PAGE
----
Photo Information

Lance Cpl. Mark R. McElMurray executes a throw on Lance Cpl. Eric D. Peterman as Marines of Battalion Landing Team, 2nd Bn., 8th Marines, practice their martial arts skills July 18 aboard the amphibious assault ship USS Kearsarge (LHD 3) in preparation for the gray belt advancement test in the Marine Corps Martial Arts Program. The BLT Marines are serving as the ground combat element for the 26th Marine Expeditionary Unit (Special Operations Capable) currently conducting distributed operations in the central command area of responsibility. (Official USMC photo by Gunnery Sgt. Mark E. Bradley) (Released)

Photo by Gunnery Sgt. Mark E. Bradley

26th MEU Marines maintain edge with MCMAP

18 Jul 2005 | Gunnery Sgt. Mark E. Bradley 26th Marine Expeditionary Unit

As many Marines and sailors of the 26th Marine Expeditionary Unit (Special Operations Capable) continue operations ashore throughout the Central Command theater, those who maintain the MEU's "force in readiness" status aboard ship are active daily in training to keep them mentally and physically fit.

One example of this is the Marine Corps Martial Arts Program. There are currently 36 Marines from Battalion Landing Team, 2nd Battalion, 8th Marine Regiment engaged in this intense program as they prepare for their gray belt test. The gray belt is the second of five belts a Marine can achieve in the MCMAP program.

The Marine Corps Martial Arts program began in October of 2000 and has since become ingrained in the warrior ethos of the Marine Corps. The program is designed around the three pillars of mental, physical and character development.

Aboard USS Kearsarge, lead instructor Staff Sgt. William D. Sudbrock, with Weapons Company, BLT 2/8, does his best to teach his class while they train aggressively in a small opening on the hangar deck of the ship.

The limited space aboard ship is a major challenge, Sudbrock said.  Since the program includes extensive throws and grappling techniques, much of the student's time is spent on the ground. 
At Camp Lejeune, large grassy or sandy areas are used for training. The cement-type non-skid surfaces found throughout the ship however, make it necessary to confine the training to three large wrestling mats.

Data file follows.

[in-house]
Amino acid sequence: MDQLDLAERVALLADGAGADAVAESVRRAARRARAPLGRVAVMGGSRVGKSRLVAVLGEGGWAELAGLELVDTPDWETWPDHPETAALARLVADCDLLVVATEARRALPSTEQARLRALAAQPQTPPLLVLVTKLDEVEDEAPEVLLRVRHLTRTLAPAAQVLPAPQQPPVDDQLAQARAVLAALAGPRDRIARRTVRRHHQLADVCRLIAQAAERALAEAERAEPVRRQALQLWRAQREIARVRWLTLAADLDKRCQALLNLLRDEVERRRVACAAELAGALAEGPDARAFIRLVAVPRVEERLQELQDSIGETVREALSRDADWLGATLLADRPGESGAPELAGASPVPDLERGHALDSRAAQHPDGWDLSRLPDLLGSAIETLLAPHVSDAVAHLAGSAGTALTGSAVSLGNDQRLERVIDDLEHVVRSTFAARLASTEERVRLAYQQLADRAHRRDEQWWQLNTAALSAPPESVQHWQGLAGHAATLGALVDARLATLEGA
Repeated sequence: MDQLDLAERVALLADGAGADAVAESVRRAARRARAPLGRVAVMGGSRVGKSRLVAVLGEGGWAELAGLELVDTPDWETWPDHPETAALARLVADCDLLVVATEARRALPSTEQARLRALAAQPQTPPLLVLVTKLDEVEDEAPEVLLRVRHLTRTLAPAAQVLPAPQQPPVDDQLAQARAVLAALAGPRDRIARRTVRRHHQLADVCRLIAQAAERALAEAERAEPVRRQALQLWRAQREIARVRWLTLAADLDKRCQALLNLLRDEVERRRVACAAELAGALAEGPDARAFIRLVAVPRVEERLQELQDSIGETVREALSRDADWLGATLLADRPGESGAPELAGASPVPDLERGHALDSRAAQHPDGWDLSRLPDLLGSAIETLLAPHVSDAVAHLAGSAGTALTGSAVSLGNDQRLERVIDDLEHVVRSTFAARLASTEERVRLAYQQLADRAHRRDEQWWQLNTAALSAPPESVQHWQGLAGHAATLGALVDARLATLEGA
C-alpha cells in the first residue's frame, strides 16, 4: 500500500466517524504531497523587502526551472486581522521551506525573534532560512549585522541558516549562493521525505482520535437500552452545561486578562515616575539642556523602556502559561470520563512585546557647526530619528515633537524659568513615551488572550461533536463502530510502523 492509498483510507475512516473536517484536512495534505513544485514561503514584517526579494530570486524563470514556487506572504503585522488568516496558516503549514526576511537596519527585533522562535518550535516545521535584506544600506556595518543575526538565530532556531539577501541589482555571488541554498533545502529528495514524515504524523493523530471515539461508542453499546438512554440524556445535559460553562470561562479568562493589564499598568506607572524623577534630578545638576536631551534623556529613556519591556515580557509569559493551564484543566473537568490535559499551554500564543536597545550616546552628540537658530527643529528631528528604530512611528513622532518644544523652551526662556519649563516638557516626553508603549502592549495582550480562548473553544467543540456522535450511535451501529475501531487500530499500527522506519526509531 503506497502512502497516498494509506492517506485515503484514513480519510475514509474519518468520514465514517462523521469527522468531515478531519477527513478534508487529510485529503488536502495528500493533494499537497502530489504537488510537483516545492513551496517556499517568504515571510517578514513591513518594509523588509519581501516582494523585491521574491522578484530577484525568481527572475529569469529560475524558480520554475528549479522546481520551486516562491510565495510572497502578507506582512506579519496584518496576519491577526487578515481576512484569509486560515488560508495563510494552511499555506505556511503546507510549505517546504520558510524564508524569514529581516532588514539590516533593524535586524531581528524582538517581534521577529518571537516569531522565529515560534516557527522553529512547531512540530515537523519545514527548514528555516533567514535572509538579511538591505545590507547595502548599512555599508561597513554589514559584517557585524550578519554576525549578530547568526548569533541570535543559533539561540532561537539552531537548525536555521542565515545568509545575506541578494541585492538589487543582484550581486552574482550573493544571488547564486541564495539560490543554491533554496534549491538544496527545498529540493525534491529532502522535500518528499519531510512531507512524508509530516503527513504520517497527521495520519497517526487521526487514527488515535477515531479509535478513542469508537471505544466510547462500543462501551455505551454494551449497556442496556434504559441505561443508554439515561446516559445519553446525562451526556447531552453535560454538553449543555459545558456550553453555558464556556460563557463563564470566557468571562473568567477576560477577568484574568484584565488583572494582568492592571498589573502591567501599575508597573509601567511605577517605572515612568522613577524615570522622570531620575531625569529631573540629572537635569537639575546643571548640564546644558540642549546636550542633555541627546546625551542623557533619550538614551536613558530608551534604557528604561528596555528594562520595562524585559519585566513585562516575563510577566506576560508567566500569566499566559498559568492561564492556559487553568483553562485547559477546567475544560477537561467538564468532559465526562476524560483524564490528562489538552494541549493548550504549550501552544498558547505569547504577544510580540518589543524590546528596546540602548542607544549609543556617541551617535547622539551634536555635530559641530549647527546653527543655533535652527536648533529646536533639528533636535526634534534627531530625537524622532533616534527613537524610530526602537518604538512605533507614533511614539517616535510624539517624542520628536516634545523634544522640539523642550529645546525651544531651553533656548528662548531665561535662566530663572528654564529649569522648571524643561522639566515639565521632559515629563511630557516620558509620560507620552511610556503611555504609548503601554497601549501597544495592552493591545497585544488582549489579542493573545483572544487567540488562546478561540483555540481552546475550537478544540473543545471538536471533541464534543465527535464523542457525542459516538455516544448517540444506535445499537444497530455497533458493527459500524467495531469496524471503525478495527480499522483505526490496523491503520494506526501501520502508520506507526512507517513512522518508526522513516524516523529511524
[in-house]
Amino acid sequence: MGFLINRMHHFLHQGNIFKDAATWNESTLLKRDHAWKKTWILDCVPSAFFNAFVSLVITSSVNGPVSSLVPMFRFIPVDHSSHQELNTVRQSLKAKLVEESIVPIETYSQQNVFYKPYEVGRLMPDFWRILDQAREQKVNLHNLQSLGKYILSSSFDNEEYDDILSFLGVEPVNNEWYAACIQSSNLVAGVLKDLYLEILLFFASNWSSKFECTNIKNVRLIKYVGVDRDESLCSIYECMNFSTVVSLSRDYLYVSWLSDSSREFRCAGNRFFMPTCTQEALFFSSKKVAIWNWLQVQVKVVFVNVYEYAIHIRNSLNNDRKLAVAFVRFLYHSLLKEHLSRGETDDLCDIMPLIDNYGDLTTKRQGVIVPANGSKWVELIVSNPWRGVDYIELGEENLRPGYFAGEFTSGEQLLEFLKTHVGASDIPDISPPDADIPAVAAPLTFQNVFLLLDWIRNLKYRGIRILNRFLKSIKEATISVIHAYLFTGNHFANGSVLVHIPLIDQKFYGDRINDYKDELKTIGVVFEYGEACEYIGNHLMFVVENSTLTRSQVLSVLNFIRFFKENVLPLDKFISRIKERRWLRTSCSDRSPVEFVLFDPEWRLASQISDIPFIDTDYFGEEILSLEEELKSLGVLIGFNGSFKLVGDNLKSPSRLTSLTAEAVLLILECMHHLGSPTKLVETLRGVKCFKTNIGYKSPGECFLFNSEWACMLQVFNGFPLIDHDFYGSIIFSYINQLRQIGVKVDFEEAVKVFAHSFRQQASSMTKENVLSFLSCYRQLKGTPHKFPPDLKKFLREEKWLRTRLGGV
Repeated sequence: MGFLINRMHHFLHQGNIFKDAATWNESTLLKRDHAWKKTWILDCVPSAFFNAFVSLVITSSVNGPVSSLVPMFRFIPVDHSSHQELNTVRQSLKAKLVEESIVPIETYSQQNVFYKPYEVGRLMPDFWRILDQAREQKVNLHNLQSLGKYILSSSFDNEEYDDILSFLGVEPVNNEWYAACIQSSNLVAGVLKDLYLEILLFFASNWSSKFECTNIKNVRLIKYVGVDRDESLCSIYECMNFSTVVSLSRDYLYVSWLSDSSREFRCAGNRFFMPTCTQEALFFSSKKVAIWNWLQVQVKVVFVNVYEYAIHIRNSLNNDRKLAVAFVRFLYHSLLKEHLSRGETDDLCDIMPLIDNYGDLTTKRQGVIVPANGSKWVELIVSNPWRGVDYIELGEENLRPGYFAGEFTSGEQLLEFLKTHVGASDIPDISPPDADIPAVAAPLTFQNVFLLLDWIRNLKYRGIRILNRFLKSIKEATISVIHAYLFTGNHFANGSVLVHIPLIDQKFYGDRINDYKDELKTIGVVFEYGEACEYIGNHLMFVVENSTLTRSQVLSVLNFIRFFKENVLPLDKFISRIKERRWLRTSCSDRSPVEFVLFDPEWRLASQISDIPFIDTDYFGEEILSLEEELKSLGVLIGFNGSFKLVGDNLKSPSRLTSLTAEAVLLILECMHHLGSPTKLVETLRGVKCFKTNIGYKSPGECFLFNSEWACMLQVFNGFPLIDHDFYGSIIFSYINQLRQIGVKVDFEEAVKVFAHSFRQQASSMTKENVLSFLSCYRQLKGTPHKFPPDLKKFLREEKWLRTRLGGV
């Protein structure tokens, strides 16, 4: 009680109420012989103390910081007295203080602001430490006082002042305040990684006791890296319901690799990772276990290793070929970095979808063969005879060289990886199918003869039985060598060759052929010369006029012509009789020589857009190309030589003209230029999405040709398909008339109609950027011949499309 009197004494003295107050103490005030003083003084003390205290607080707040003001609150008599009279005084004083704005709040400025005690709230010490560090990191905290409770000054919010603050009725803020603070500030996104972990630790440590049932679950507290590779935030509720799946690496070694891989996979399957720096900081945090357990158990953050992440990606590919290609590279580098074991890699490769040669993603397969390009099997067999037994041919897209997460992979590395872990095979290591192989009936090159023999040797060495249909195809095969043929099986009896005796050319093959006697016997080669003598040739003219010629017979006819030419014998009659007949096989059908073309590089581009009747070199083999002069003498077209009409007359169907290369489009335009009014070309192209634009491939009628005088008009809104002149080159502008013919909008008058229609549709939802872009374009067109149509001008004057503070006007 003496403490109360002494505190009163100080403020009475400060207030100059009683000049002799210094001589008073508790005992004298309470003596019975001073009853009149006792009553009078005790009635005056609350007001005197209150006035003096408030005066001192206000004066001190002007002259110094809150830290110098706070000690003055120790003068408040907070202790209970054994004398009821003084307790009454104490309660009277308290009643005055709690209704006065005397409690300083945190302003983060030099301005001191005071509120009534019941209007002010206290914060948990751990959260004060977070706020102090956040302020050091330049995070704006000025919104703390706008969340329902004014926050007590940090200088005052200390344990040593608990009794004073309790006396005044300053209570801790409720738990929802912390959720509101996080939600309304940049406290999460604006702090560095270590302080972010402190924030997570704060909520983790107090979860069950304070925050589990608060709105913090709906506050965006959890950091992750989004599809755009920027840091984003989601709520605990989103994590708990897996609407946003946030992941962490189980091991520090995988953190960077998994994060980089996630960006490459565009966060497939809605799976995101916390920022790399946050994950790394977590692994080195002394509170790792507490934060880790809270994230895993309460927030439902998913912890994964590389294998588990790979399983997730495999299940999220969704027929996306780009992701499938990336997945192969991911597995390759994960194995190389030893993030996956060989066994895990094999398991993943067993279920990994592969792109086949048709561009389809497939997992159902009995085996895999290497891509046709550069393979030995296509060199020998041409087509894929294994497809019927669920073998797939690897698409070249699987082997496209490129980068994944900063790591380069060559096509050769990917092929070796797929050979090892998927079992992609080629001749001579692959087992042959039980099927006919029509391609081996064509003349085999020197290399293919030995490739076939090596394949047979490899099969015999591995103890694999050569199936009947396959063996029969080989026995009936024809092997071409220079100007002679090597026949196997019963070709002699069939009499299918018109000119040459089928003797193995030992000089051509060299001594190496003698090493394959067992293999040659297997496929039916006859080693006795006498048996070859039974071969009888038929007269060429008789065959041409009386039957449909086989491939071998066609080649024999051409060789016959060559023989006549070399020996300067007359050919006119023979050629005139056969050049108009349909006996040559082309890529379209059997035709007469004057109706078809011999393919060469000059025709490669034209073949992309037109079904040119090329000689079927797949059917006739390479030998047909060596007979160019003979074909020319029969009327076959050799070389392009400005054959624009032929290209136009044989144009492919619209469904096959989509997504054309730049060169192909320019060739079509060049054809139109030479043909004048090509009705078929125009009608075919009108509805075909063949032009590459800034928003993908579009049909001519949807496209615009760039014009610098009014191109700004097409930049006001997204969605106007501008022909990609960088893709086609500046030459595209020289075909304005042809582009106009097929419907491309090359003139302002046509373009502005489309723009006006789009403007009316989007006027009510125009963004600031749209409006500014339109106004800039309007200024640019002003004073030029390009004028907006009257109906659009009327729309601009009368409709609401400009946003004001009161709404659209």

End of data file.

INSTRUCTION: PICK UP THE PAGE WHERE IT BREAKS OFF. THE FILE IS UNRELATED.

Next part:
Sudbrock said due to that limited space, he breaks the group into smaller ones and uses a lot of round-robin rotations.  This gives everyone the opportunity to practice their skills on the mats under the direct supervision of Sudbrock and other instructors, he said.

From a time perspective, he said it is easier to accomplish the required training aboard ship because of the captive audience and extra time available for training.

"There is more time in the evening hours than in the rear since the Marines don't secure at the end of the day.  We also don't have a lot weapons shoots when we are on ship," Sudbrock said.

In the rear, he may get in one or two classes a week, but on ship, the Marines train every day except Sunday, he said.  His favorite part of the training is when the flight schedule allows the Marines the time to train on the flight deck.  "You get a nice ocean breeze and have the Harriers as a backdrop," he said.

The Marines usually train for two hours a day and have been at it for the last three weeks. Their next step in the program is the gray belt test scheduled in the coming days.

The Marines and sailors of the 26th MEU (SOC) are embarked aboard the ships of the Kearsarge Strike Group in the northern Arabian Gulf conducting distributed operations in the region while serving as the strategic reserve for Central Command.

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